- Associated Press - Monday, December 13, 2010

CONCORD, N.H. (AP) - The parents of a teenager are asking school officials to stop teachers from using a book that refers to Jesus Christ as a “wine-guzzling vagrant and precocious socialist.”

The 2001 book, “Nickel and Dimed: On (Not) Getting By in America,” documents author Barbara Ehrenreich’s attempts to live on minimum wage as she critique’s the nation’s economic system.

Aimee and Dennis Taylor complained about the book when it was assigned to their son’s personal finance class and then pulled him out of Bedford High School. They are asking the school board to remove the book from the curriculum.

The couple planned to bring up the issue at a school board meeting Monday night. The superintendent said Monday that school officials were awaiting the recommendation of a group of teachers before making a decision, but the school board has the final say.

The Associated Press could not reach the couple before the school board meeting. The Taylors have said they object to the book’s foul language, description of how to circumvent a drug test and the author’s characterization of Christianity.

In a passage describing a tent revival meeting she attended, Ehrenreich writes about feeling troubled by its emphasis on Jesus‘ crucifixion and wishing the preacher would focus more on his teachings of social and economic justice.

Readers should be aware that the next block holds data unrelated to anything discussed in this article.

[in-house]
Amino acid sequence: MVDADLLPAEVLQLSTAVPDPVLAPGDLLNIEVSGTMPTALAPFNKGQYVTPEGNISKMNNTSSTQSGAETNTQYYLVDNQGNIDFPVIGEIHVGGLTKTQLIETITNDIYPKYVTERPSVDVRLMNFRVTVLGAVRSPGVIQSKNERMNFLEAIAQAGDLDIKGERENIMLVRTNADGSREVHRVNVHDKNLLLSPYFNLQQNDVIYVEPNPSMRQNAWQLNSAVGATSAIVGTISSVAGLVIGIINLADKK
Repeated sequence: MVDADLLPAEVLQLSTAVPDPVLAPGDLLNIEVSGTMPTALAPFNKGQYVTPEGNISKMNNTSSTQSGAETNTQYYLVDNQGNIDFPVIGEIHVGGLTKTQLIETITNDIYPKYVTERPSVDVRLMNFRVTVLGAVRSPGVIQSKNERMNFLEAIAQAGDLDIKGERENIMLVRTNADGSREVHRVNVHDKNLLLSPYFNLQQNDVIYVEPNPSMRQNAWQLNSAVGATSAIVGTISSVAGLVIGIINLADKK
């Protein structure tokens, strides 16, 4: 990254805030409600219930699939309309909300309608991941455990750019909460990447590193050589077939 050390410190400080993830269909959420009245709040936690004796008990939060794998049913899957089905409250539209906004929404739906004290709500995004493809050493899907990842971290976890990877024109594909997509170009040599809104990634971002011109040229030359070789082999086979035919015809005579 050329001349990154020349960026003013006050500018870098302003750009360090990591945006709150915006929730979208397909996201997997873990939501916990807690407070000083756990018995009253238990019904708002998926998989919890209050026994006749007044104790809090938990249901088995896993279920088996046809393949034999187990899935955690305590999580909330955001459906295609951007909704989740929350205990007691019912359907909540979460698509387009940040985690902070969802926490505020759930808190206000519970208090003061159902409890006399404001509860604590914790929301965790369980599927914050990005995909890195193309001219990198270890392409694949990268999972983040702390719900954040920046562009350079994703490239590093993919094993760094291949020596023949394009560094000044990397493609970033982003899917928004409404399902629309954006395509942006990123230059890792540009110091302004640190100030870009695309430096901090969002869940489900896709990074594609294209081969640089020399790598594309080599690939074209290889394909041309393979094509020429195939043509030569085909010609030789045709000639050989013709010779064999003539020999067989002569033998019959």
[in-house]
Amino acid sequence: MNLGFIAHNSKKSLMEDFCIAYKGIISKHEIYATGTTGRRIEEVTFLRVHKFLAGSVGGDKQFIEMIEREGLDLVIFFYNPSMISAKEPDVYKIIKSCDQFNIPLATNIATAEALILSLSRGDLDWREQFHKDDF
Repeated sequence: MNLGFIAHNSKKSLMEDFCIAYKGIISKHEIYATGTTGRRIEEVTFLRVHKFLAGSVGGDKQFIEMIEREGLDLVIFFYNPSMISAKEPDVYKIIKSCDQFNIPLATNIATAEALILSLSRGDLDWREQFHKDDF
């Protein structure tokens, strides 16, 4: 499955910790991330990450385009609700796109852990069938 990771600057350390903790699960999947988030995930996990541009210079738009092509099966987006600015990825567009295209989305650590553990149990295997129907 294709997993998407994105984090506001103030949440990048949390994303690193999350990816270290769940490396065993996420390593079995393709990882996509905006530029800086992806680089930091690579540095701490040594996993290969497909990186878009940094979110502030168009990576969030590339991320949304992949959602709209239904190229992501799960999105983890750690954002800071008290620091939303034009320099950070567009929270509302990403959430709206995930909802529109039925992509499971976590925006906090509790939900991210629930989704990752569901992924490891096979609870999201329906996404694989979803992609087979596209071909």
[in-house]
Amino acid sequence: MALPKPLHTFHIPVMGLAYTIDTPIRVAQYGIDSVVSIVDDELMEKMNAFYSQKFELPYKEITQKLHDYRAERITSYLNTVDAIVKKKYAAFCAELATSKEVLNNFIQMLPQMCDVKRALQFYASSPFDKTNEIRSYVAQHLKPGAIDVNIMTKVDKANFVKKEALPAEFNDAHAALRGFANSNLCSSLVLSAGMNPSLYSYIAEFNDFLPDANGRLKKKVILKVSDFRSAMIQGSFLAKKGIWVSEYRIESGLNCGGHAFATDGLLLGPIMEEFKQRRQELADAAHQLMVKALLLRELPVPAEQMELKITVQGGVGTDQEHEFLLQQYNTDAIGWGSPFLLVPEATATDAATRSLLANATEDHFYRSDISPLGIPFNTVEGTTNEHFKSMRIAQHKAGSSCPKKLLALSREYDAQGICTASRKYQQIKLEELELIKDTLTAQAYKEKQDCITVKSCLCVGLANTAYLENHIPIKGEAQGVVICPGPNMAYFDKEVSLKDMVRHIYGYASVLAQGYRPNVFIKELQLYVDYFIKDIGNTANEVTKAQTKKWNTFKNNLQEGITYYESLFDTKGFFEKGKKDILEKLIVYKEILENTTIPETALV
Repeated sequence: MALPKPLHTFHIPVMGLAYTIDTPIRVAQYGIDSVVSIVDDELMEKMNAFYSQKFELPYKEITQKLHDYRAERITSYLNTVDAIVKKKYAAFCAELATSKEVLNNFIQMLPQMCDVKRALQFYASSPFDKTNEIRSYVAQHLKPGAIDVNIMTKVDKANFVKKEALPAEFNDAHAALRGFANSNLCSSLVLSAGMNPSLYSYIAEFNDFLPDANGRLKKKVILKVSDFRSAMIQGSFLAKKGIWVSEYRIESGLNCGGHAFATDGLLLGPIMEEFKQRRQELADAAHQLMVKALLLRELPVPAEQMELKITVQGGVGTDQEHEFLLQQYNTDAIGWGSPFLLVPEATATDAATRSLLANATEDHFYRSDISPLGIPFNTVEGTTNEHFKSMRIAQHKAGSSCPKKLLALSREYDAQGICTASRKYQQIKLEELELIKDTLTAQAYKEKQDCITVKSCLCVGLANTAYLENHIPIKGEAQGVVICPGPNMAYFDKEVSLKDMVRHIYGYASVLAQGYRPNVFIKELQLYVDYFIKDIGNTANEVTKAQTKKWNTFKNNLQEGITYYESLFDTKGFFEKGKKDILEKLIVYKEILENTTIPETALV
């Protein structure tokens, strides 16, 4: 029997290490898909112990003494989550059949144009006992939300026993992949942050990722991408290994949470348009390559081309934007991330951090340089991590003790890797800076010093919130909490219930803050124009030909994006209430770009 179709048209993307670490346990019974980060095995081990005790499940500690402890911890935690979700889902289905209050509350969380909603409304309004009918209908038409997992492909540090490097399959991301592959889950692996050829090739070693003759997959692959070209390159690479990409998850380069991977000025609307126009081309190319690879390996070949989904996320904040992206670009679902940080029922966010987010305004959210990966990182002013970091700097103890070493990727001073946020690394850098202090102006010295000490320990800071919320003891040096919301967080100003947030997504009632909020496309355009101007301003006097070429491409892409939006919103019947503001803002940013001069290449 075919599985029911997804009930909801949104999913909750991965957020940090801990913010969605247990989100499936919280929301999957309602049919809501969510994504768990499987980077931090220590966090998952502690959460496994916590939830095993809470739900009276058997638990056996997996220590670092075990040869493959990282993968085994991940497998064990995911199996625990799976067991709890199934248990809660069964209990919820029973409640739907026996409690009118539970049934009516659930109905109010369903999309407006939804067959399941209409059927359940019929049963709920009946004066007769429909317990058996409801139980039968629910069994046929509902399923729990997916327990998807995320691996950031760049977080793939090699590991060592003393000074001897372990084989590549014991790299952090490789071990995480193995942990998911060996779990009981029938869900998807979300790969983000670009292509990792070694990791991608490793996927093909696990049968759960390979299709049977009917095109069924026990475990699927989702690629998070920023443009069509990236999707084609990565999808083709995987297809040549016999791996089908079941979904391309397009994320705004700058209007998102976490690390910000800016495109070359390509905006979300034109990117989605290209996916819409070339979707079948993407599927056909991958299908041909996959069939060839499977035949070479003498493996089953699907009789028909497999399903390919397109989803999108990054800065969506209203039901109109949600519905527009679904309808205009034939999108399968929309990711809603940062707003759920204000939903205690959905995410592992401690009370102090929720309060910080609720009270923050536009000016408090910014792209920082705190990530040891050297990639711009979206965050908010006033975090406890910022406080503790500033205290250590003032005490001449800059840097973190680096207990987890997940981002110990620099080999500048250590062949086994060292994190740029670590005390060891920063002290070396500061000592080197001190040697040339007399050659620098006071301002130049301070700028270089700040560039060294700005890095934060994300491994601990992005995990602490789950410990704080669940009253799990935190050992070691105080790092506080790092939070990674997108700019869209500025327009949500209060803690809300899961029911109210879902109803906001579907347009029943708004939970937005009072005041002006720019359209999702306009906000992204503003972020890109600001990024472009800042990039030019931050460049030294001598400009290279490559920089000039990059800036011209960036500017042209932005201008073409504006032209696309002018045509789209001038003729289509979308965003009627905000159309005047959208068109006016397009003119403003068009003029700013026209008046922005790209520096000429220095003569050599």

Jesus makes his appearance here only as a corpse; the living man, the wine-guzzling vagrant and precocious socialist, is never once mentioned, nor anything he ever had to say,” she wrote.

In a “Q&A” section on her blog, Ehrenreich denies that the passage insults Jesus and points out that the book has won a Christopher Award, given by a Catholic group to recognize books that “affirm the highest values of the human spirit.”

“In the section at issue, I observed that the social teachings of Jesus went utterly unmentioned at the tent revival I attended. The revival preachers clearly preferred the dead and risen Christ to the living Jesus _ who did indeed drink wine and could even make it out of water,” she wrote. “As for the vagrancy charge: that’s what he was, a homeless, itinerant preacher.”

In response to the Taylors’ complaint at the beginning of the school year, the district had a committee that included administrators, a teacher and two parents evaluate the book. The panel decided in October that the book’s educational merit outweighed its shortcomings, but it instructed teachers to offer an alternative to students whose parents objected.

In November, Superintendent Tim Mayes asked teachers to review the course’s curriculum and come up with a better balance of materials to support its objectives.

“I thought we could seek better balance in terms of covering multiple topics in personal finance, and maybe we were spending too much time on the one topic of working as a minimum wage employee,” he said Monday.

The school district’s curriculum committee was expected to make a decision based on the teachers’ recommendations next month, before the next semester starts in late January.

“I’d like to see the process complete itself. That’s why we have the process,” Mayes said.

Copyright © 2016 The Washington Times, LLC.

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